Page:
Kansas State University


Graduate School

Kansas State University ‘perfect match’ for alumna

Higgins and Cotelea celebrate Cotelea’s graduation from Kansas State University. Cotelea was the first Muskie Fellow to study public health and the first physician in the Kansas State University master of public health program.

Kansas State University alumna Svetlana Cotelea was recently appointed as deputy minister for the ministry of health and chief medical officer of the Republic of Moldova. Cotelea received her master of public health degree with an emphasis in public health nutrition from Kansas State University in 2011.

“Completing the master of public health degree from K-State was a turning point in my career and a decisive step in moving towards my present position,” Cotelea said.

In her new position, Cotelea oversees the Moldovan public health sector, prioritizes policies and interventions related to disease control and directs efforts to address public health risk factors such as tobacco, alcohol consumption, unhealthy nutrition and physical inactivity.

“Many things that I saw for the first time in the U.S. are going to be implemented in my country,” Cotelea said. “My experience in the MPH program at K-State gives me confidence to act in this direction.”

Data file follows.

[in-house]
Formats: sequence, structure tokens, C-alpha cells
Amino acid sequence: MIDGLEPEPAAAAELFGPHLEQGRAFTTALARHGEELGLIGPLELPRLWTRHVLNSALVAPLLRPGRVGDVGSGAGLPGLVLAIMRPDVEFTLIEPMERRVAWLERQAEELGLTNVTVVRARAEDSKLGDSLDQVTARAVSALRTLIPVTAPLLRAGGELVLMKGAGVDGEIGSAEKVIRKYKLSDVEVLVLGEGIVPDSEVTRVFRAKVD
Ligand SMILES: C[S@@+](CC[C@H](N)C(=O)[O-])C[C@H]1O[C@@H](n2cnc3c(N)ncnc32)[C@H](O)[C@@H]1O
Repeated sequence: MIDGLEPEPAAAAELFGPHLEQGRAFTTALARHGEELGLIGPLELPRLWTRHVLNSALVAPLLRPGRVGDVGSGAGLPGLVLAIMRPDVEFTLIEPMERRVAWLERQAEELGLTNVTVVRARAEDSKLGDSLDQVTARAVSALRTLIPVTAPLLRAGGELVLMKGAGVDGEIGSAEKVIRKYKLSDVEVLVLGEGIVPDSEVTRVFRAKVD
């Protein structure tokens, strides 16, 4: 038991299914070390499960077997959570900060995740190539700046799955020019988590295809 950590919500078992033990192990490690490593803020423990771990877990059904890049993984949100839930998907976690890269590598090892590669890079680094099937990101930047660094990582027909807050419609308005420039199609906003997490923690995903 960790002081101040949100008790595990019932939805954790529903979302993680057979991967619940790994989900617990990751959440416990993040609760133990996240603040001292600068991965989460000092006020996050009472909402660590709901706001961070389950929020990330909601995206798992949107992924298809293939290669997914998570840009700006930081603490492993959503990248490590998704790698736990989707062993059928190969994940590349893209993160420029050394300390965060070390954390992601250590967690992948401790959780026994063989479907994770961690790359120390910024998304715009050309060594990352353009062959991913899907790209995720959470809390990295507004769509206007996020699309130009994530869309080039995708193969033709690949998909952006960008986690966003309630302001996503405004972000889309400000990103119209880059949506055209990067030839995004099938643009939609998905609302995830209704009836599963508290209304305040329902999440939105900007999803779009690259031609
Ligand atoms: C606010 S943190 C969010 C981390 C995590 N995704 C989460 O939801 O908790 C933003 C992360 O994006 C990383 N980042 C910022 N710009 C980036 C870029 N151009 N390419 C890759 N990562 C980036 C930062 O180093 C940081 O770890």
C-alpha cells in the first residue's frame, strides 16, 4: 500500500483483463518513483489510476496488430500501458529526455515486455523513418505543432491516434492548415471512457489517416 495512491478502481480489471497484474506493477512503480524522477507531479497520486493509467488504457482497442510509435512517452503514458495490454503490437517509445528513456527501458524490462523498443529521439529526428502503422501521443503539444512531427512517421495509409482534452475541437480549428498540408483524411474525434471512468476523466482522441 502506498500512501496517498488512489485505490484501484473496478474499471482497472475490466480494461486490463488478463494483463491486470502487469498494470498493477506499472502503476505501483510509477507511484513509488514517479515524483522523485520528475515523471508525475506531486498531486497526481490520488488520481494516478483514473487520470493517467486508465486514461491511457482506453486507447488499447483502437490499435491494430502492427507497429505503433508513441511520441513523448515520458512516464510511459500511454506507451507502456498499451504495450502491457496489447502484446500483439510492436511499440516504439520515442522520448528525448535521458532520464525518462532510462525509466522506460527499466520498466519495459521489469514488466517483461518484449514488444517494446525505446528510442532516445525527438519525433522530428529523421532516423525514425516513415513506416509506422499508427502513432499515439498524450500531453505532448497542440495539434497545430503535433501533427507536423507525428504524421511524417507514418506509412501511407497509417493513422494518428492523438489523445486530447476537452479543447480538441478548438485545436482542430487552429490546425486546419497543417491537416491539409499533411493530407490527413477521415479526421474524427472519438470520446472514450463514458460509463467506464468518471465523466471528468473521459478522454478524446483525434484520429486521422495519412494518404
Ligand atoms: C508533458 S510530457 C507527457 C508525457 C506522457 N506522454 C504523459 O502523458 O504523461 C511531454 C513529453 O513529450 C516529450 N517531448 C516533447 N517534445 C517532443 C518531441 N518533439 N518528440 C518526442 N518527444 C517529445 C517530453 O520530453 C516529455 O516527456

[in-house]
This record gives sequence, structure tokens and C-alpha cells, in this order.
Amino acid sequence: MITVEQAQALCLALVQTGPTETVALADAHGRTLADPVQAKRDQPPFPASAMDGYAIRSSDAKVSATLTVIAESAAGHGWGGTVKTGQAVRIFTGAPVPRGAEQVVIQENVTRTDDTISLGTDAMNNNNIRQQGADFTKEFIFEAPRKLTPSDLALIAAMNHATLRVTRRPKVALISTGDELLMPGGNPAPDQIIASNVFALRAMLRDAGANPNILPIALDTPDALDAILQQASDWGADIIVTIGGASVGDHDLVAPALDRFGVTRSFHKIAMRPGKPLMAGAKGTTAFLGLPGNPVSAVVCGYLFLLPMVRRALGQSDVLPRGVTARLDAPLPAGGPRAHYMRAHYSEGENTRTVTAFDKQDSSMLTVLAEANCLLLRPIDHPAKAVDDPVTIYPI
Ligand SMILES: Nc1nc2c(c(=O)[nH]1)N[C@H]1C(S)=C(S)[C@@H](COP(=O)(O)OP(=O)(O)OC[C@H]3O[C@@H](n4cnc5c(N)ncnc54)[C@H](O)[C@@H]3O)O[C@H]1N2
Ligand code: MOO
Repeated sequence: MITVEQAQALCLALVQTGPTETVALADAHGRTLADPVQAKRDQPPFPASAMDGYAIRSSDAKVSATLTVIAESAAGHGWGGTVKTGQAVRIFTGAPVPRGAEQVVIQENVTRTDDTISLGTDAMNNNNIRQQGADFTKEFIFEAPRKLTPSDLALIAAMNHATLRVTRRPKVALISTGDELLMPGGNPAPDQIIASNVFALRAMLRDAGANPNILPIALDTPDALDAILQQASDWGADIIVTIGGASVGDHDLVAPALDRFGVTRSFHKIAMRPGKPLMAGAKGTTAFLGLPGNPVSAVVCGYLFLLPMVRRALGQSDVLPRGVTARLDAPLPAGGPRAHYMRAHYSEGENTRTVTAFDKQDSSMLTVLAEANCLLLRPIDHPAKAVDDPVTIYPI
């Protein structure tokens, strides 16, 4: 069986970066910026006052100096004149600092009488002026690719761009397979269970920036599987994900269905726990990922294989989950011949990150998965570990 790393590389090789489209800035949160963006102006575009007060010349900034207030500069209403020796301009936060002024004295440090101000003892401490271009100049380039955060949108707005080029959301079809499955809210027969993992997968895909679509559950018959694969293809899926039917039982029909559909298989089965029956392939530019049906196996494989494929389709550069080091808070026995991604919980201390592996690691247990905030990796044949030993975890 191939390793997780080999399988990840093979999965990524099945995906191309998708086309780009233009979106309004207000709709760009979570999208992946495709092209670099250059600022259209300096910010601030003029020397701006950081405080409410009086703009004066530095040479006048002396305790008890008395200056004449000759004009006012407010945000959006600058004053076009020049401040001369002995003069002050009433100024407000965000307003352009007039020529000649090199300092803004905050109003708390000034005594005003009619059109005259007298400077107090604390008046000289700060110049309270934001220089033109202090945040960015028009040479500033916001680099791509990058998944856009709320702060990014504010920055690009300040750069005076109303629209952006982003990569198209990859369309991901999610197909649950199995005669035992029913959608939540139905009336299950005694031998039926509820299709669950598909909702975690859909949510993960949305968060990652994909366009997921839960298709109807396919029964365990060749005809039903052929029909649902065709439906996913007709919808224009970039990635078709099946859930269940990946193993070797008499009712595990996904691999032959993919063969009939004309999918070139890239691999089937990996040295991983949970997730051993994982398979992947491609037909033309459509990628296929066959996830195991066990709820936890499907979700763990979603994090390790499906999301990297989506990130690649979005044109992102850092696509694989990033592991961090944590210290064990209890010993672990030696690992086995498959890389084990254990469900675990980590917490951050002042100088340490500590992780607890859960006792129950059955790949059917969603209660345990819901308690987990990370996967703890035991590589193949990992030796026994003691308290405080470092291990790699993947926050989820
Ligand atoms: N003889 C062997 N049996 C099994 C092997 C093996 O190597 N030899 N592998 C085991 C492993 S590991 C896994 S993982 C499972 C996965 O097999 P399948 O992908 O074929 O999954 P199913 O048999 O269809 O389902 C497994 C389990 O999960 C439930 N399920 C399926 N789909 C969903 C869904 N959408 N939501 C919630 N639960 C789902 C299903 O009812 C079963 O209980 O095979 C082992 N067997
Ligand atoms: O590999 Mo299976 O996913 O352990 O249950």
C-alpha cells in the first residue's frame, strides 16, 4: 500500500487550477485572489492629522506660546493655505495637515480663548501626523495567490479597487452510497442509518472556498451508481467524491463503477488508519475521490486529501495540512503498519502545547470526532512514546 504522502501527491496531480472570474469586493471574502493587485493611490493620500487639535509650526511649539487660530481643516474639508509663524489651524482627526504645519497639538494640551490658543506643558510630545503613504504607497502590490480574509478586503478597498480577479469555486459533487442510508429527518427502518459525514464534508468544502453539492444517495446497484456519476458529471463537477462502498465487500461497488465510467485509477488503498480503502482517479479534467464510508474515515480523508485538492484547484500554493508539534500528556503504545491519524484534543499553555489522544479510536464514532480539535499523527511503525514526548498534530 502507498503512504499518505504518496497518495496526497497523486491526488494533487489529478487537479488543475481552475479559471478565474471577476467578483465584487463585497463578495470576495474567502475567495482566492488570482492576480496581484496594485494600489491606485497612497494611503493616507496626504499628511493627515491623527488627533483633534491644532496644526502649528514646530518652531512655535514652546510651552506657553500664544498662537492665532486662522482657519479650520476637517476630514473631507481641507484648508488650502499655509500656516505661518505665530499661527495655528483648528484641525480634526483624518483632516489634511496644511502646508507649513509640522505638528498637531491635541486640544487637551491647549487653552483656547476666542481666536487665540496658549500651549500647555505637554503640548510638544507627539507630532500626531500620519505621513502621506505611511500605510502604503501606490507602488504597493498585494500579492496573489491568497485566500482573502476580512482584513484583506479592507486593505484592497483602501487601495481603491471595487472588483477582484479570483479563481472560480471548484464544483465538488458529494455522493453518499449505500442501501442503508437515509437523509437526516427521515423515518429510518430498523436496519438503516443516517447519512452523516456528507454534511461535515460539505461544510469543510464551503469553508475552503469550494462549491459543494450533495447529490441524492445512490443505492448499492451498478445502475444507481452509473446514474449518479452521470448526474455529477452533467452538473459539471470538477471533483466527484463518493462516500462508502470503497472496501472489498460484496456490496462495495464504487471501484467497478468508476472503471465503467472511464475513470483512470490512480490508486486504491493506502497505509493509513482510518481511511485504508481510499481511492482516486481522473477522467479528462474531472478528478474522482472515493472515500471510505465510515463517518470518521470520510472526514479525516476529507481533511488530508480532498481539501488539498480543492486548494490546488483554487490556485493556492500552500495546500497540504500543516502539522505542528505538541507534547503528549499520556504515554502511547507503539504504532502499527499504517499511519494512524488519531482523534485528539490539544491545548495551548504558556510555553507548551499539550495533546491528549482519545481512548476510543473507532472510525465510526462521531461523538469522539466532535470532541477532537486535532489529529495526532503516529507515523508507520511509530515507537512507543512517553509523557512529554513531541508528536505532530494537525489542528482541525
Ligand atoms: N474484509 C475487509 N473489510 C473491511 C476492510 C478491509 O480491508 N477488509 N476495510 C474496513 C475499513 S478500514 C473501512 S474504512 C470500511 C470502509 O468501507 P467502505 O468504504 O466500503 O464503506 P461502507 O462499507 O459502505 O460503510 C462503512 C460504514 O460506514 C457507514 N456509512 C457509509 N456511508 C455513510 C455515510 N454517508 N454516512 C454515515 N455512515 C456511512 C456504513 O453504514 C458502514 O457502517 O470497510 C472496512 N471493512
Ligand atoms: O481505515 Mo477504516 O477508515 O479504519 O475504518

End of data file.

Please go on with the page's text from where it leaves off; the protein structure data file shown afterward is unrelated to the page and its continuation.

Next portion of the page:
Cotelea is currently working on a new tobacco law and drafting the first National Program of Food and Nutrition. She is also working to incorporate health issues into political agendas. The “health in all policies” approach she is promoting incorporates health into policies across government sectors and increases accountability of policy makers for health consequences resulting from their policies.

As the first woman to hold the position of chief state sanitary doctor in Moldova and the second female deputy minister of health, Cotelea is also strengthening the leadership role of women in Moldovan public administration and policy making at all levels.

Mary Meck Higgins, associate professor of human nutrition and K-State Research and Extension human nutrition specialist, served as Cotelea’s academic advisor while at the university.

“Sveta was passionate about promoting health and being an advocate for public health policies. She was an excellent student and has an unusually high level of initiative and compassion,” Higgins said. “I am very pleased, but not surprised, that she is now in a position where she can serve so many residents of her home country by leading their health services.”

Cotelea attended Kansas State University through the Edmund S. Muskie Graduate Fellowship Program. The program helps bring emerging leaders in key professional fields from Eurasia to the United States for graduate study. Fellows are able to gain skills and knowledge in fields that they often cannot study in their home countries.

“I was very lucky to study at Kansas State University,” Cotelea said, “however, K-State was not completely my own choice.”

According to the program, fellows cannot choose their university placement and are assigned to a university based on formulated expectations for the academic program and opportunities for professional development.

“I have to say that in my case, it was a perfect match.”